The western German state, North Rhine-Westphalia, has launched the NRW Leitmarkt-funded project AddSteel to develop new function-adapted steel materials for additive manufacturing.
This three-year project is supported by the SMS Group GmbH, a global plant engineering company, and the Fraunhofer Institute for Laser Technology ILT, and will focus on the qualification of the developed materials for laser powder bed fusion (LPBF).
Case-hardening and heat-treatable steel powders have already been successfully designed within AddSteel. Andreas Vogelpoth, a member of the Laser Powder Bed Fusion Group and head of the AddSteel project at Fraunhofer ILT, reported that, “A plant has already been built at SMS group that can nozzle suitable metal powders.”
Industrializing metal additive manufacturing
Researchers from the SMS Group, Deutsche Edelstahlwerke Specialty Steel, Fraunhofer ILT and its spin-off Aconity identified a lack of materials within the steel industry to meet the demands for complex, and lightweight, components. Additive manufacturing technologies such as LPBF enables the production of such lightweight and optimized metal 3D printed parts.
Fraunhofer ILT’s has been exploring LPBF processes and materials for aerospace, medical and automotive industries. Last year, a new LPBF method that reduces residual stresses and distortion in parts. Following this, a 3D printed component made from superalloy Inconel 718 was tested which “demonstrated significantly reduced distortion.”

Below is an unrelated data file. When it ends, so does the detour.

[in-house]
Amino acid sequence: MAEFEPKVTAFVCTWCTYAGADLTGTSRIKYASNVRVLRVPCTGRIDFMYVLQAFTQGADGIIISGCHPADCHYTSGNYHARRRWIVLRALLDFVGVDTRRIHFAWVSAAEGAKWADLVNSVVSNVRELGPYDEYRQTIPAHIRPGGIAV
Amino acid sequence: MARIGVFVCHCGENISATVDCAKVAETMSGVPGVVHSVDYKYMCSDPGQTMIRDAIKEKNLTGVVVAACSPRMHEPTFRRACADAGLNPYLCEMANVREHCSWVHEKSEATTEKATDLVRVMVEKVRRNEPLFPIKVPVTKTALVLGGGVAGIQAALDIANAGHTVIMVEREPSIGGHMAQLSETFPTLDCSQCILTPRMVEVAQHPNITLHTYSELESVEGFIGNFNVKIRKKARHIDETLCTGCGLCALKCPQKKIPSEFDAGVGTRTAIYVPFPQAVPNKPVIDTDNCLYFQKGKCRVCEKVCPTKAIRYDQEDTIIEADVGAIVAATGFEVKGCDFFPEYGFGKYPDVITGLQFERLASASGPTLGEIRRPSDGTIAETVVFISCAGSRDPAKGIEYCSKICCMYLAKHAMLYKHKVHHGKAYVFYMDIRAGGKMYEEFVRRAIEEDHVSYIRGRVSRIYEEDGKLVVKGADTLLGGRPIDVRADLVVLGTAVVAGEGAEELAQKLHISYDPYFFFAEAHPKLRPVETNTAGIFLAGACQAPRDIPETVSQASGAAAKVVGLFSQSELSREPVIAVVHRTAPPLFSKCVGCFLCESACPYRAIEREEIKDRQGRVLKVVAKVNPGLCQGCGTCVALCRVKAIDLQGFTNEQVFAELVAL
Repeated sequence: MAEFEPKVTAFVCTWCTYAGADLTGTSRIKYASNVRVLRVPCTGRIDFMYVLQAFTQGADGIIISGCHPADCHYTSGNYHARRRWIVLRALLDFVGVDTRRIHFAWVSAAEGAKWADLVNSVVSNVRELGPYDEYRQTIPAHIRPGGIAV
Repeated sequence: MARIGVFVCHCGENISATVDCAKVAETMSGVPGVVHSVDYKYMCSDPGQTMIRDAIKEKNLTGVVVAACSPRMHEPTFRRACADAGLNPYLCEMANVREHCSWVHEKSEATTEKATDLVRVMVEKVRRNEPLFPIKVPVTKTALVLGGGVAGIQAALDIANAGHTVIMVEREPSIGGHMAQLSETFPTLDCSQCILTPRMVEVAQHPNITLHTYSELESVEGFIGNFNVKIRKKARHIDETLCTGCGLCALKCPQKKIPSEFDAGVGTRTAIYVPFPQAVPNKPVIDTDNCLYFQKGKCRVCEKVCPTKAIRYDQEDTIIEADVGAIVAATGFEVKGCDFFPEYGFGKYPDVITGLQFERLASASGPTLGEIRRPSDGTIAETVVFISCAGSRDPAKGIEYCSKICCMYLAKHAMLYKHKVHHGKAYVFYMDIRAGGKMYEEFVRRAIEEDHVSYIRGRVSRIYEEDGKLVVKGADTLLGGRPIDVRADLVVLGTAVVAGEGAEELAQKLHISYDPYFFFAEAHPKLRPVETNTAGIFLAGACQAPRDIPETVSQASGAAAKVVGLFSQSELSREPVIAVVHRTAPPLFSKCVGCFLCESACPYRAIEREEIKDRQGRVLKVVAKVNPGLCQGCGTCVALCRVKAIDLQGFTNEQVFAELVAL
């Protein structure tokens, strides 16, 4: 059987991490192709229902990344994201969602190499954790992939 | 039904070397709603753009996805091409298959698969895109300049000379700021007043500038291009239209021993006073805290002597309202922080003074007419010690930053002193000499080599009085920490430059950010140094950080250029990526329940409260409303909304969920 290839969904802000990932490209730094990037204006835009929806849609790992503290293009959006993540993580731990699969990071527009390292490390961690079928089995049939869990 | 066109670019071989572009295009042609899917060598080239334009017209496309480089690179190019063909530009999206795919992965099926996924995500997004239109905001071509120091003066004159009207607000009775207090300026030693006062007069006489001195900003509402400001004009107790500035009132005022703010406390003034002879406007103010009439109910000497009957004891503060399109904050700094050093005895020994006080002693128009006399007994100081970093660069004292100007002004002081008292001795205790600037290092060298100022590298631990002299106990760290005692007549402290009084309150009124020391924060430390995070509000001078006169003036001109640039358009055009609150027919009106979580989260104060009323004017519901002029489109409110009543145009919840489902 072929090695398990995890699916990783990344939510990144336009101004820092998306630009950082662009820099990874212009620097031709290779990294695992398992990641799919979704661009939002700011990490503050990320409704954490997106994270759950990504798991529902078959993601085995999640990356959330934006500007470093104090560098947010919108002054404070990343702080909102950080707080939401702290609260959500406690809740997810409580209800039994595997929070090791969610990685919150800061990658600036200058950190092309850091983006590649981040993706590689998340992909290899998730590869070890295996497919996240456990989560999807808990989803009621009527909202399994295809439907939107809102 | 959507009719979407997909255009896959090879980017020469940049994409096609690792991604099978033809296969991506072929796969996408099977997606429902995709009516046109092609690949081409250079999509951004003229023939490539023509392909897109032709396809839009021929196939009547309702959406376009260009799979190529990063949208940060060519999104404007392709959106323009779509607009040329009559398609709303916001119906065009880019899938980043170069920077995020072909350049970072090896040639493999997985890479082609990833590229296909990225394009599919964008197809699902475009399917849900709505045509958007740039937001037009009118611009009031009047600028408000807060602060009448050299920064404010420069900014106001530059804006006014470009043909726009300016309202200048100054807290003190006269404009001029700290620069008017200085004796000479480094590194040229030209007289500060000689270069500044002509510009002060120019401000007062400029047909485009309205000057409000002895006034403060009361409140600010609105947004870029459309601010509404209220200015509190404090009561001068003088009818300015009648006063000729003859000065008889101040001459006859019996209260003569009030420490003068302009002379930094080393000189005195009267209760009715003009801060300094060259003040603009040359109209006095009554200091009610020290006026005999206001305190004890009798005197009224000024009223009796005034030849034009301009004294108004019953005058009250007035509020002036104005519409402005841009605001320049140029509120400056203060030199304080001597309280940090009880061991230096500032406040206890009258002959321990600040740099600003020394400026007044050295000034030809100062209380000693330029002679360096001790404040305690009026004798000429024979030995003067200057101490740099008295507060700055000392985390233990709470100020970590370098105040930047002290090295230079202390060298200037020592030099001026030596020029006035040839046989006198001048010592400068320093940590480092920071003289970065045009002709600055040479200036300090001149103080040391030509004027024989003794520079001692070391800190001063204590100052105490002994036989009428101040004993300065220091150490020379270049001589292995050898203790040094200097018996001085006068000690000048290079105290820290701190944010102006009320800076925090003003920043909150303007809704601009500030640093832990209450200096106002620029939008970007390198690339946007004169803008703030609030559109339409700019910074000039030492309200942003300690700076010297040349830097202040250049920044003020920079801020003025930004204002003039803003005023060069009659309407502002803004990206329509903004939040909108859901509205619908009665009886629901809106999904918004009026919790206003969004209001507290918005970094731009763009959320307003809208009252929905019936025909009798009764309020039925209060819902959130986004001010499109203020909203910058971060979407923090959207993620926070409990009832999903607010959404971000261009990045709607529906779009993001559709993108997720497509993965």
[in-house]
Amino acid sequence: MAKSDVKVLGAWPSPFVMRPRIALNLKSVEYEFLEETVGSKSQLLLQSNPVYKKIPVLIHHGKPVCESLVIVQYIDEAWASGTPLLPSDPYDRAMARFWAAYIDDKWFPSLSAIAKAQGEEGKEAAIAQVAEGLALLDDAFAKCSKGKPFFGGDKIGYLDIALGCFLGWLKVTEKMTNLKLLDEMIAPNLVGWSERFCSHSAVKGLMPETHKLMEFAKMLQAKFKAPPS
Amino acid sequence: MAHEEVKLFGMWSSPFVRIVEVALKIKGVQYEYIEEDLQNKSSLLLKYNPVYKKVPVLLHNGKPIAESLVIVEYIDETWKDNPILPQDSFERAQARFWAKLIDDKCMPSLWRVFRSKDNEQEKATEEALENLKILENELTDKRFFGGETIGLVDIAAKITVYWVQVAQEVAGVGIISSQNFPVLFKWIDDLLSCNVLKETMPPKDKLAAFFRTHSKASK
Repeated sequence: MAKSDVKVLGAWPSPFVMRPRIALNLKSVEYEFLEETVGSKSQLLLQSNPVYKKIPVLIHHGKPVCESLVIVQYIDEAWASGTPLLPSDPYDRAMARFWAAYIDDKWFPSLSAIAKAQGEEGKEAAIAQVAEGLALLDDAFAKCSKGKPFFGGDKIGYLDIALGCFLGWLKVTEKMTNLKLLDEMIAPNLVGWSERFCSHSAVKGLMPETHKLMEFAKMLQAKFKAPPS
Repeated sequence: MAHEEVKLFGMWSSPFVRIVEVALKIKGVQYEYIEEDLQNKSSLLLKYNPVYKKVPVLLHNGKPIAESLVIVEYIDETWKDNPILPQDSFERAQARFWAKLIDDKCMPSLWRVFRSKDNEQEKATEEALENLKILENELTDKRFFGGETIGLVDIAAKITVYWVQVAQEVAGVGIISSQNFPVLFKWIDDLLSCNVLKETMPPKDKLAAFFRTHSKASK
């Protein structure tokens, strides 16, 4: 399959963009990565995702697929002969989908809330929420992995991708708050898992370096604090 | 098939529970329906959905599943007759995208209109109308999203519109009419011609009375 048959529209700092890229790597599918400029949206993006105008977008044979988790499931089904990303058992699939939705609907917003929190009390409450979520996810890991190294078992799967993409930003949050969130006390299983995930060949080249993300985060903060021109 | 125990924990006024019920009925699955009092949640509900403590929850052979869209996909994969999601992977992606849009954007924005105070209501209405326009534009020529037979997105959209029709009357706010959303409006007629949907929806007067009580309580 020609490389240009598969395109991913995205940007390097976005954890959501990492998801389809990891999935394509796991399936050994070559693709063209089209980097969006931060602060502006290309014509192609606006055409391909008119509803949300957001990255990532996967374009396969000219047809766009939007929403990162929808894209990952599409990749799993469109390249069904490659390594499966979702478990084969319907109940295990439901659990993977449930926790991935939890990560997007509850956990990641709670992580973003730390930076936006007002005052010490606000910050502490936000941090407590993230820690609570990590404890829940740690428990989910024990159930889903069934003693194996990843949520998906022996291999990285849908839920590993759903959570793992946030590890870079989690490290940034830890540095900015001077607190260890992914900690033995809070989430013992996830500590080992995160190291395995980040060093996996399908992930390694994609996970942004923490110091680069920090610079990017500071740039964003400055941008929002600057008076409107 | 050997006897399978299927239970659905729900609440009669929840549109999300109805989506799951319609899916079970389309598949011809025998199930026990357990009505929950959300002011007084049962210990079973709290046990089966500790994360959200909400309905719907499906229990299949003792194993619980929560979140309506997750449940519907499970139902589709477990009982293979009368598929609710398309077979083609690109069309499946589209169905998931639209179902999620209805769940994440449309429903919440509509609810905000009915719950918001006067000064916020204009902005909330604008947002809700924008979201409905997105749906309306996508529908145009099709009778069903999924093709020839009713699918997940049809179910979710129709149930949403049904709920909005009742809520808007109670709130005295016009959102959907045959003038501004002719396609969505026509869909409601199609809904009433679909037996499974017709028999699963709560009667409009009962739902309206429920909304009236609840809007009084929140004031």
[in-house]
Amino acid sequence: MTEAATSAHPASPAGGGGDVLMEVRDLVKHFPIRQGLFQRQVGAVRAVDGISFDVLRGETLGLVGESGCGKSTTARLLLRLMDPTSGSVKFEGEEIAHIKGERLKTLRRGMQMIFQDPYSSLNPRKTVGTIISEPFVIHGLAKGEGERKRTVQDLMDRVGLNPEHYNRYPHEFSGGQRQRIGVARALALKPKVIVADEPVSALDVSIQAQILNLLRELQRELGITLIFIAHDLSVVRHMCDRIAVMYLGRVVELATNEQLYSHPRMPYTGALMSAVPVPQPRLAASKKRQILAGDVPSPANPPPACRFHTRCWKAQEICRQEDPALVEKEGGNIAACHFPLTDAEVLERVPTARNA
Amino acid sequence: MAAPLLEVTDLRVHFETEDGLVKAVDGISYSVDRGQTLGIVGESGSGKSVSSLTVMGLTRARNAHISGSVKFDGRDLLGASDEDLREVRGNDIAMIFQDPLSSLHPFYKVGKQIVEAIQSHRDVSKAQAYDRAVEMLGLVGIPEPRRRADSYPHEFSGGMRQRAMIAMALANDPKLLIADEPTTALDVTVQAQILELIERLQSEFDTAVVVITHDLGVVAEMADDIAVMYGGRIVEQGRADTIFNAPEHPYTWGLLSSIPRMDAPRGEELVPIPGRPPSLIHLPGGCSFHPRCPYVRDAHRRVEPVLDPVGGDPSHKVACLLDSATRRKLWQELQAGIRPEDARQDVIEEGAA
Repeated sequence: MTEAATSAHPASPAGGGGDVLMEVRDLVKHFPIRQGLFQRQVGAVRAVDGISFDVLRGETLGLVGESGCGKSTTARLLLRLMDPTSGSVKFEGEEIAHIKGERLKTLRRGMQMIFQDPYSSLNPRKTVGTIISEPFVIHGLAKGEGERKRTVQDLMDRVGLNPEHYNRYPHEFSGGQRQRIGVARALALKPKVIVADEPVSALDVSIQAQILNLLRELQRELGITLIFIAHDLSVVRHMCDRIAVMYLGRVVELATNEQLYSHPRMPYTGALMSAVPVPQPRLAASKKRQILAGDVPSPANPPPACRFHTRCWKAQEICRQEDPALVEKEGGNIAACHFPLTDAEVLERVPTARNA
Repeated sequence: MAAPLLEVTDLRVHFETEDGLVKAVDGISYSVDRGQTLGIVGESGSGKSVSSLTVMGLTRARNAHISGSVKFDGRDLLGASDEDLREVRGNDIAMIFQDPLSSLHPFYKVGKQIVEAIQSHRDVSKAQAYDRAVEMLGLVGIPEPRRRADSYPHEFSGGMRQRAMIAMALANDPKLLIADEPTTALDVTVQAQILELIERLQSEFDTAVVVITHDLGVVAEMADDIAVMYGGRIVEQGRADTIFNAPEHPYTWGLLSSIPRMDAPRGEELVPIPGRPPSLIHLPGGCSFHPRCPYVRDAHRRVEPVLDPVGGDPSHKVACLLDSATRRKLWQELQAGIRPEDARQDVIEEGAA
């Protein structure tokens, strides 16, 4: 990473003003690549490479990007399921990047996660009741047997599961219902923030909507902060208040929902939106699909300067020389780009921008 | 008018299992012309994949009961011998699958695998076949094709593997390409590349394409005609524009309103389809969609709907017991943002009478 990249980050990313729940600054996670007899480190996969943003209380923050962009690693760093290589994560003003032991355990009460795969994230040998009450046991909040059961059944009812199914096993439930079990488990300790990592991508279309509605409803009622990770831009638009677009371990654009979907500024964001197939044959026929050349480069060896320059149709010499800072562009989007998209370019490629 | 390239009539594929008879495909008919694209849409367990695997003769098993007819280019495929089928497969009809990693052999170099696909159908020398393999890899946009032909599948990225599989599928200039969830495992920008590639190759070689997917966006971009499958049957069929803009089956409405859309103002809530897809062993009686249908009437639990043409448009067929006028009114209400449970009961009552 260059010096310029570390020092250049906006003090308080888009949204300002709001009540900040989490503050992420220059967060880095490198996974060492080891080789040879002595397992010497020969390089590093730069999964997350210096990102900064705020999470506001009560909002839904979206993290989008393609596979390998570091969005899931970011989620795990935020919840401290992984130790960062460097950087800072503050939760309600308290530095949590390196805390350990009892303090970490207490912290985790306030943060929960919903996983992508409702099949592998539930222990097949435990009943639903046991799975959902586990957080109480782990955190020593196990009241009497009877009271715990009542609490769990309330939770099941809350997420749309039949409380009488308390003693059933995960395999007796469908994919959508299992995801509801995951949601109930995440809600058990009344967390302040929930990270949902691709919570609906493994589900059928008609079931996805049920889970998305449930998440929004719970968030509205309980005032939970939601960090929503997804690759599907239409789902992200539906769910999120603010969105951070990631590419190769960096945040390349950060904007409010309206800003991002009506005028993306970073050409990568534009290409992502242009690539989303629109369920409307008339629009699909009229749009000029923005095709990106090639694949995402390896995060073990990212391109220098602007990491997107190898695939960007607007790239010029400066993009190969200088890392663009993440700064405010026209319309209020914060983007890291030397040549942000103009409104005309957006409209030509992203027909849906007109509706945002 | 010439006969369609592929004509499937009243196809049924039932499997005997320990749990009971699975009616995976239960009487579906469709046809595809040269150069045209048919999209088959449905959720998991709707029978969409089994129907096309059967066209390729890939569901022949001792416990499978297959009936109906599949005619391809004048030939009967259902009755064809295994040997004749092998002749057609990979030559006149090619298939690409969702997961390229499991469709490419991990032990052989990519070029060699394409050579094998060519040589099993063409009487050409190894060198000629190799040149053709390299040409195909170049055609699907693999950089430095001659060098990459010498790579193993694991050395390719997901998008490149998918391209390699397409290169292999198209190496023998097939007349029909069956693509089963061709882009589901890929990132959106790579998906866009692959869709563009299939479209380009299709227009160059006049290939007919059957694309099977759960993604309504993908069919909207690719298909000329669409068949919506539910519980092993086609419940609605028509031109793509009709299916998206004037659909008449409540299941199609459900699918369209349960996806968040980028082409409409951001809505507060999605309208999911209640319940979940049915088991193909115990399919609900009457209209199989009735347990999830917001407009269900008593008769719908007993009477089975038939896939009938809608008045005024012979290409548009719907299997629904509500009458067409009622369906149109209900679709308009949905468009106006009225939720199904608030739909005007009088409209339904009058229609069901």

Prior to this, Fraunhofer ILT and RWTH Aachen University received an award for development of Extreme High-Speed Laser Material Deposition (EHLA), a process that blows powder directly into the laser beam, depositing freshly melted metal onto a pre-made substrates.
The partners of the AddSteel project have recognized a lack of availability for case-hardening and heat-treatable steel. Such materials could be 3D printed for crack-resistant components. Nevertheless, this is said to require new types of steel elements and combinations.
Therefore, the project partners have chosen to develop alloys in an iterative process, combined with systematic adjustments to the LPBF process and equipment. Following this, demonstrators for fabricating new components and spare parts will be used to test and validate performance and cost-efficiency.
“Deutsche Edelstahlwerke Specialty Steel is now supplying the new alloys that Fraunhofer ILT will soon be testing on its LPBF system, after the alloys have been converted into powder form,” added Vogelpoth.
Featured image shows the LPBF in action at Fraunhofer ILT Aachen. Photo via Fraunhofer ILT.